Publisher's Weekly Review

Quintero (Gabi, a Girl in Pieces) and newcomer Peña weave together Graciela Iturbide's award-winning photography, her own words, and narrative snapshots of her life into an artistically powerful graphic novel homage. Instead of creating a straightforward biography, the duo has opted to capture the impressions, intentions, and influences that were central to the photographer's work, which often focused on Mexican and indigenous culture, lives, and environments. Like Iturbide ("I see reality in black and white"), Peña works in grayscale, focusing predominantly on each panel's forms and faces by omitting the often-rich colors of Mexican landscape and dress. Archival materials recreate moments surrounding Iturbide's most famous photographs, guiding readers to an understanding of Iturbide's work-predominately that from the late 1970s-without explaining it outright. Though true biographical information is limited to elements of the artist's upbringing, the graphic novel honors a provocative life by taking a provocative form. Ages 12-up. (Mar.) © Copyright PWxyz, LLC. All rights reserved.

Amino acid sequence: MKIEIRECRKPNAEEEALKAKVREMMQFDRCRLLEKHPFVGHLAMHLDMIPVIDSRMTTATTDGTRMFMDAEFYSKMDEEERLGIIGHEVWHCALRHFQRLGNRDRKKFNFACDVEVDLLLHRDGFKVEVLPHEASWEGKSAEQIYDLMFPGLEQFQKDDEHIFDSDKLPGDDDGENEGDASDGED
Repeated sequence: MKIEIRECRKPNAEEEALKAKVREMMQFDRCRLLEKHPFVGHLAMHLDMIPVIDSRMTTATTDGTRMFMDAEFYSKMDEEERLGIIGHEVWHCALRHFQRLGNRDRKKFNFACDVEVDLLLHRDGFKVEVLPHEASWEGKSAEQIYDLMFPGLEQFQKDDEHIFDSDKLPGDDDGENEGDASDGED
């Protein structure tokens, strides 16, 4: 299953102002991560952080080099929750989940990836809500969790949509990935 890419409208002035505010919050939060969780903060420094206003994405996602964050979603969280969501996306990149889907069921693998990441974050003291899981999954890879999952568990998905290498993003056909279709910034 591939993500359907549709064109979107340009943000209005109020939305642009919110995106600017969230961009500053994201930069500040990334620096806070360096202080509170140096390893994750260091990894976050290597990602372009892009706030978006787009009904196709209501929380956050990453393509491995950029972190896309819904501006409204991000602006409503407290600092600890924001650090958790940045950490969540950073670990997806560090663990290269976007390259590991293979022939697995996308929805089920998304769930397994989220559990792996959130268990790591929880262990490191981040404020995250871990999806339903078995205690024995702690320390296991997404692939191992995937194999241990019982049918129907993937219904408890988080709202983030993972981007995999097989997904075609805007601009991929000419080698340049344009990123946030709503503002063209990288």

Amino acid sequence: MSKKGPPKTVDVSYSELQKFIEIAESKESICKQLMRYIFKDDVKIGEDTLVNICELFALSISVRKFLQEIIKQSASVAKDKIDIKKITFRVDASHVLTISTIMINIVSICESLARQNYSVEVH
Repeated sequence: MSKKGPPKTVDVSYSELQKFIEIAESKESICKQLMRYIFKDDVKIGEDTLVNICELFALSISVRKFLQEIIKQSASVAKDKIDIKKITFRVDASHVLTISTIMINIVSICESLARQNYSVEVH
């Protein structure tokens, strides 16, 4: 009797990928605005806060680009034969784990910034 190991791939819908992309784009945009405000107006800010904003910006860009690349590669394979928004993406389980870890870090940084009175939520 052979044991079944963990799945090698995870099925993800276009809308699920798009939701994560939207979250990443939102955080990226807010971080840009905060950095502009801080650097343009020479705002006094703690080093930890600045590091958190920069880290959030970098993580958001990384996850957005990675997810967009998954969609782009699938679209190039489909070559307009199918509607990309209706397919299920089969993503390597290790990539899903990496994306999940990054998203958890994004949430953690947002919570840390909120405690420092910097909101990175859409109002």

Horn Book Review